Counsellor, Psychologist, Psychiatrist.. Oh My!

(Do you know the difference?)

The past few years have seen a drastic increase in demand for mental health services. According to the Australian Bureau of Statistics (ABS, 2022), there has been a 21% increase in mental illness in people aged between 16 -85.

This increase in demand has put a strain on our current mental health system, and it has become increasingly difficult to find a mental health professional to help. Partly, because we assume that if we are struggling with mental health difficulties, we need a psychologist. The truth is that we have many options, and to begin with, it helps to understand the difference between psychology, counselling and psychiatry.

Counselling is appropriate if you are facing situational challenges, or anxiety and depression stemming from life events. Counselling is usually a shorter-term treatment, however some of my own clients have been seeing me long term, sometimes fortnightly and others for a check-in when needed. A well trained, registered, counsellor will be able to help with self-esteem issues, already diagnosed anxiety and depression (if they have the appropriate training), grief and trauma, repetitive patterns (to name a few), or simply helping you gain a better understanding of yourself. In a nutshell, if you do not require a diagnosis, or you have no indications of clinical symptoms, an accredited counsellor should be able to help you, and if they recognise any of these symptoms, they will refer you to someone else.

I stress ‘registered’ because, in Australia counselling is not a regulated therapy and almost anyone can refer to themselves as a counsellor without the appropriate training. Therefore, it’s a good idea to check on the credentials of your therapist and if they are registered with an appropriate (and recognised) accrediting body such as the ACA or PACFA.

If you are struggling with severe symptoms of anxiety and depression, and have not been diagnosed or require a diagnosis, this is a good time to see a general or clinical psychologist. This is the main difference between a counsellor and a psychologist, a psychologist will diagnose and a counsellor will not. A clinical psychologist will tend to specialise in a particular area, and will have extensive training in severe and chronic mental illness. Both psychologists and clinical psychologist will generally work within a scientific framework and draw from evidence-based treatment methods, for example Cognitive Behavioural Therapy (CBT), depending on their training and skill, this may also be an option with your counsellor.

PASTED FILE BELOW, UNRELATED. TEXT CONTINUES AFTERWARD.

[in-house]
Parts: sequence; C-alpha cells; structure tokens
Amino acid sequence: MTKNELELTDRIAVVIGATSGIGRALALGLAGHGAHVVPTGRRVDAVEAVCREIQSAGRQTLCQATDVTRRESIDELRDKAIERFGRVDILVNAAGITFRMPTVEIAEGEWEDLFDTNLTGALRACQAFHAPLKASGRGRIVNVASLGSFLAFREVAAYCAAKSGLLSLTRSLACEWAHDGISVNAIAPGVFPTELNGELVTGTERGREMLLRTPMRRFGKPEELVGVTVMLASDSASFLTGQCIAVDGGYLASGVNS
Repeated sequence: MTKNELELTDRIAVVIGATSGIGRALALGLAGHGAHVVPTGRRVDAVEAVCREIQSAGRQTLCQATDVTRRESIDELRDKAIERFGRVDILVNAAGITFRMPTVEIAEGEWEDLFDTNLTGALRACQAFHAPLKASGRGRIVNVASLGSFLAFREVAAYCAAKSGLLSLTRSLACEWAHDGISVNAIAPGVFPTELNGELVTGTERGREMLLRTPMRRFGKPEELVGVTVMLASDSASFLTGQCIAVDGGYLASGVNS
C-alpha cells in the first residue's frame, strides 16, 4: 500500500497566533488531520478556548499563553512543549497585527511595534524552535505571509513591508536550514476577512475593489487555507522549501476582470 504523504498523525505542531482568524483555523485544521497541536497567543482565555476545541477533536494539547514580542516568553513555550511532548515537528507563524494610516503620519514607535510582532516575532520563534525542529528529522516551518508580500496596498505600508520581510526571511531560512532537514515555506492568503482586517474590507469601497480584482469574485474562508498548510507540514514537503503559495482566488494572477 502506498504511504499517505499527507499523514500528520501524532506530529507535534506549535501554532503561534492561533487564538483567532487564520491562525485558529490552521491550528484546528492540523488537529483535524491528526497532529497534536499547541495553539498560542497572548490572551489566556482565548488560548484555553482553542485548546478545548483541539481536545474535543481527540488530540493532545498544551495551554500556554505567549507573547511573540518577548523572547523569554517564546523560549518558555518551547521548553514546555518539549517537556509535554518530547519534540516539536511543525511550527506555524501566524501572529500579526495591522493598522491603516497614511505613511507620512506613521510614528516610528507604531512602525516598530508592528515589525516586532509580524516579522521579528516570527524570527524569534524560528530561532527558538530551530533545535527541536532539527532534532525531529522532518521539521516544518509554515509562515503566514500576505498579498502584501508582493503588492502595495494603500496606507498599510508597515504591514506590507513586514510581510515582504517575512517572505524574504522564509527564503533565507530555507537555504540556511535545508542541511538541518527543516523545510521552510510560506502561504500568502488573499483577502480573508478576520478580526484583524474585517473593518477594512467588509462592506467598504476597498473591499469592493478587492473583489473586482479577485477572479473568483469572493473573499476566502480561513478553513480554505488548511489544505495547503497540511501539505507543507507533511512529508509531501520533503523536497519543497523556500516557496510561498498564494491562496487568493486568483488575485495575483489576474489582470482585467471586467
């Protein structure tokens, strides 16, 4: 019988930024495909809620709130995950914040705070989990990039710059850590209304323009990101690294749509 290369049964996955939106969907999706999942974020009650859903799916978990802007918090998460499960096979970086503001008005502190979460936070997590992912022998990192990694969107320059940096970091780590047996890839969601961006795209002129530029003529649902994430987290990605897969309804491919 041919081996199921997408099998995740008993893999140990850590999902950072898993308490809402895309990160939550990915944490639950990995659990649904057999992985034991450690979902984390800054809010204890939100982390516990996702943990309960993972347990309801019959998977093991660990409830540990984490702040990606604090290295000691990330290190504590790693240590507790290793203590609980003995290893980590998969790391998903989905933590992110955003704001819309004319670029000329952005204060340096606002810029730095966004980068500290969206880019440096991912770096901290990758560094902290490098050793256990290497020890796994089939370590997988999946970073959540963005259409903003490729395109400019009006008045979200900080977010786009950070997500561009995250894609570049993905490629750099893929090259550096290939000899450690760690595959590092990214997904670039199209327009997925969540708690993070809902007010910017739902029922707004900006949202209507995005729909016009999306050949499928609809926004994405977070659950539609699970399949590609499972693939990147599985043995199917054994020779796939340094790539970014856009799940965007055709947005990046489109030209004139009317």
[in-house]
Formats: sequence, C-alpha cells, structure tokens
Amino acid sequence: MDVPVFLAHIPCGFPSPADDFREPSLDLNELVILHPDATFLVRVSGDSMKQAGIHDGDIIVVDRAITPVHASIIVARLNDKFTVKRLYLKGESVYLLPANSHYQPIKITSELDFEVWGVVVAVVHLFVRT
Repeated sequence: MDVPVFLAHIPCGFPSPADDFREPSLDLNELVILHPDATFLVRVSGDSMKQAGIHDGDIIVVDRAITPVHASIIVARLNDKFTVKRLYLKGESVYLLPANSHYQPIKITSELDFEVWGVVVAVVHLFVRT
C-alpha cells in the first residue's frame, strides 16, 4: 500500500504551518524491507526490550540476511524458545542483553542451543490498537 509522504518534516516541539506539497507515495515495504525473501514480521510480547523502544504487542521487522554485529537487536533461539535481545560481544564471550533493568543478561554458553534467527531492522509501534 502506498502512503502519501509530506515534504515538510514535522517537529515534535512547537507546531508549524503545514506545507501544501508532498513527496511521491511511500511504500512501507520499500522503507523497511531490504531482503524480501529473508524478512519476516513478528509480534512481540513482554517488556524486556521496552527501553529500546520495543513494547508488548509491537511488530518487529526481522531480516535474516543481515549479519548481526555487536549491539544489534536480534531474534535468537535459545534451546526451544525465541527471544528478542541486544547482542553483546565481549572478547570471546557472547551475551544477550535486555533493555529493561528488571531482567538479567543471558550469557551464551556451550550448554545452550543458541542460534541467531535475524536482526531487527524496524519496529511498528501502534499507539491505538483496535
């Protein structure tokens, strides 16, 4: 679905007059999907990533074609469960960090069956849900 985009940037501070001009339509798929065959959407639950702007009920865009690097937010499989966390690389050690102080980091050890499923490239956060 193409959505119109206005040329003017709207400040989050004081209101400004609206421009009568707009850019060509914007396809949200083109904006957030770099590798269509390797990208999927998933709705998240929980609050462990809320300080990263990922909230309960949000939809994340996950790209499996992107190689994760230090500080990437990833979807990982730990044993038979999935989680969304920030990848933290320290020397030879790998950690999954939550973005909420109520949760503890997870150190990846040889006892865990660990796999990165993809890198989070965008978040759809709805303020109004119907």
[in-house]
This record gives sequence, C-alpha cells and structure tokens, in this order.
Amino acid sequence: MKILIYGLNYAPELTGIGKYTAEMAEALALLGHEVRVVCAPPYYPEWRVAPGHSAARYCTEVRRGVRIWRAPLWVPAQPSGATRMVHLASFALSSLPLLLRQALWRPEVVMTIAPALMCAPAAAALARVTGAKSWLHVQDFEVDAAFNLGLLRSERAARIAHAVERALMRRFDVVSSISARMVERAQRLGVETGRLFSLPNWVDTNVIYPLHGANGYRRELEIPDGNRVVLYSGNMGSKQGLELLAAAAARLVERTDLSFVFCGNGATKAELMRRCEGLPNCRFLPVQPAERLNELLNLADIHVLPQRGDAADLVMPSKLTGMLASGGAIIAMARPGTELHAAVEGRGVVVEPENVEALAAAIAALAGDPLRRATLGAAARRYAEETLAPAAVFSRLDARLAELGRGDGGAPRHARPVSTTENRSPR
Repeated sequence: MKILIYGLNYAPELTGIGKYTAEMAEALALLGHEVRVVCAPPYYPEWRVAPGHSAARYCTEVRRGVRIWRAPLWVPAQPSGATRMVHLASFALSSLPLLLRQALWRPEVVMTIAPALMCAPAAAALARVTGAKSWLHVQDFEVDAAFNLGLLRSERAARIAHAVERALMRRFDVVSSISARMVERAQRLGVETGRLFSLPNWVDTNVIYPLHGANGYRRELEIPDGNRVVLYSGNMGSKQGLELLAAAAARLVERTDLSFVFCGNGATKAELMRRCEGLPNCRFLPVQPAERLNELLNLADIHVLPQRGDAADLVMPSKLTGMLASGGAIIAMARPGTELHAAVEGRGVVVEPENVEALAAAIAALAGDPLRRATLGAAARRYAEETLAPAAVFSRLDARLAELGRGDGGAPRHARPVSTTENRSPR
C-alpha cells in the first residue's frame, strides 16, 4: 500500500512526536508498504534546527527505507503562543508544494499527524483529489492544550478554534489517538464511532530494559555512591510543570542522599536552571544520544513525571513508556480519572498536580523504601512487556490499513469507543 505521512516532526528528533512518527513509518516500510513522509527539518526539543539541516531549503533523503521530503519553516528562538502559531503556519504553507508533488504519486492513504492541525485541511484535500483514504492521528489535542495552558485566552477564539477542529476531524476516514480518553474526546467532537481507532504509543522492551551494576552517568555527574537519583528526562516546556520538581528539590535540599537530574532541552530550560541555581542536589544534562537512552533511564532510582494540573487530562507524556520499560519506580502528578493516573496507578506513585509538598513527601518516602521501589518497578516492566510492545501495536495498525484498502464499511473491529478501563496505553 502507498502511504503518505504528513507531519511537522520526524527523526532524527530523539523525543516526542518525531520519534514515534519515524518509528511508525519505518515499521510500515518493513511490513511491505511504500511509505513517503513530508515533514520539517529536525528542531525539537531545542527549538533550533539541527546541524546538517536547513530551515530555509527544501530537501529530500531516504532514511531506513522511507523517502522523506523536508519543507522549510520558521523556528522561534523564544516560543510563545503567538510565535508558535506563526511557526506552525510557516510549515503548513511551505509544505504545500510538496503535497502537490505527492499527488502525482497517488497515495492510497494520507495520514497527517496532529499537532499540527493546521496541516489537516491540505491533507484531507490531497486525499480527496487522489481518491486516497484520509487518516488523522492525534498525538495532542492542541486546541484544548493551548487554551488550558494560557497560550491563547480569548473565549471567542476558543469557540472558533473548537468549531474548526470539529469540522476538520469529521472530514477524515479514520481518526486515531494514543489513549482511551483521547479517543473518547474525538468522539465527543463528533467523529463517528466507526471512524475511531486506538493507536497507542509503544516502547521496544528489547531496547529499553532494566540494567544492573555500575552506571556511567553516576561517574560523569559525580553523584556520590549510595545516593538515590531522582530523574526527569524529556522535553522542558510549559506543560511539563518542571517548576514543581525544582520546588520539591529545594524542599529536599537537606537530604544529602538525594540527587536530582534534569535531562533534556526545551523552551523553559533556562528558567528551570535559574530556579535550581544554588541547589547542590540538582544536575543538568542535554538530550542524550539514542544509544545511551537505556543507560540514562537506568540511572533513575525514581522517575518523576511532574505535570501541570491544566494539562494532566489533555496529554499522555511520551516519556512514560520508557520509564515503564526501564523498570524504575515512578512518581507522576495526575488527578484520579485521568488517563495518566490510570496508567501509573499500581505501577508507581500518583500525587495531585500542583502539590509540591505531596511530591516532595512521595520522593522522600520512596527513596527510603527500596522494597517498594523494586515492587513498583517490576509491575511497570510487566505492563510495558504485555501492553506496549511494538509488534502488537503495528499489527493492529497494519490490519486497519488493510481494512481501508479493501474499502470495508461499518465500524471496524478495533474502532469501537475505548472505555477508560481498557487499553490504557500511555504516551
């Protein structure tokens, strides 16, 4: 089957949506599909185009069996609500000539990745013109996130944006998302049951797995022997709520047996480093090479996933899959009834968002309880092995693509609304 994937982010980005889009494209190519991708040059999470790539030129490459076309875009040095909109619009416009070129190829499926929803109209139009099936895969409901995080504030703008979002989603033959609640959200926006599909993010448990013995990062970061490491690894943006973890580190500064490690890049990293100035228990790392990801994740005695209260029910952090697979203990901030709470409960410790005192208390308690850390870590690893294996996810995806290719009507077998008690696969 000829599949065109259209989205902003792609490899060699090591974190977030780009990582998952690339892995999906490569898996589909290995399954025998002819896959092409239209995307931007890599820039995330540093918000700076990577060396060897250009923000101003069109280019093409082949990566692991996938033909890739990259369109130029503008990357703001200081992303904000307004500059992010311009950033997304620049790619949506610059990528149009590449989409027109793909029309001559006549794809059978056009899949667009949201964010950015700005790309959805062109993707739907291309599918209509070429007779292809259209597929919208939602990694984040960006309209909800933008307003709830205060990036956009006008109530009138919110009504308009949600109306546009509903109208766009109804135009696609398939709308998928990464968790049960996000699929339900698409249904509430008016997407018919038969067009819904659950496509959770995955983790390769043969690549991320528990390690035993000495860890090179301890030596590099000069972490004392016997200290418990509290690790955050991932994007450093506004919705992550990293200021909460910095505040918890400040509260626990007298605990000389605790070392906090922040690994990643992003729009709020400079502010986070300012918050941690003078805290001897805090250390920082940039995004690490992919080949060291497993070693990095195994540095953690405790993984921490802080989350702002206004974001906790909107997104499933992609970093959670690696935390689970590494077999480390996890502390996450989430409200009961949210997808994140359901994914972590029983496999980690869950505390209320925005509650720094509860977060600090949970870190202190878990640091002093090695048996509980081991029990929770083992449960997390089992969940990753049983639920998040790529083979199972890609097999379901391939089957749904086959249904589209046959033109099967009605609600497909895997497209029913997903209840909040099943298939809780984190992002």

The other main difference is the fee structure between counselling and psychology. At present, Medicare offer a rebate for psychology if you have a mental health care plan from your GP. This will give you 10 rebatable sessions. Some psychologists bulk-bill, however you can expect to pay approximately $240 for a psychology session, for which the Medicare rebate will differ depending on the psychologist (roughly between $80 - $120). On the other hand, counselling fees can be much less as there is no Medicare rebate available for this service at present. You can expect to pay roughly $90 - $150 for a regular counselling session.

Neither Counsellors, psychologists nor clinical psychologists can prescribe medication. This is the job of psychiatrists or doctors. If you have severe, clinical symptoms requiring medication, you may choose to see a psychiatrist for a prescription, and perhaps a psychologist or clinical psychologist for ongoing treatment.

The biggest indicator for therapeutic success is the therapeutic fit, or connection between patient and therapist. Many people have asked, what is better, a psychologist or a counsellor. In my opinion, qualifications are important because we all want to know that we are in competent hands however, the most qualified therapist will not be able to get you results if you have not formed a secure therapeutic bond. Connection is important! For this reason, if you find that it’s not a good fit for you, find a new therapist. A good therapist will check-in with you on a regular basis to gauge your level of comfort in the therapeutic space. As mental health professionals, I promise that we will not be offended if you move on to someone else, because you as the client must always be the priority.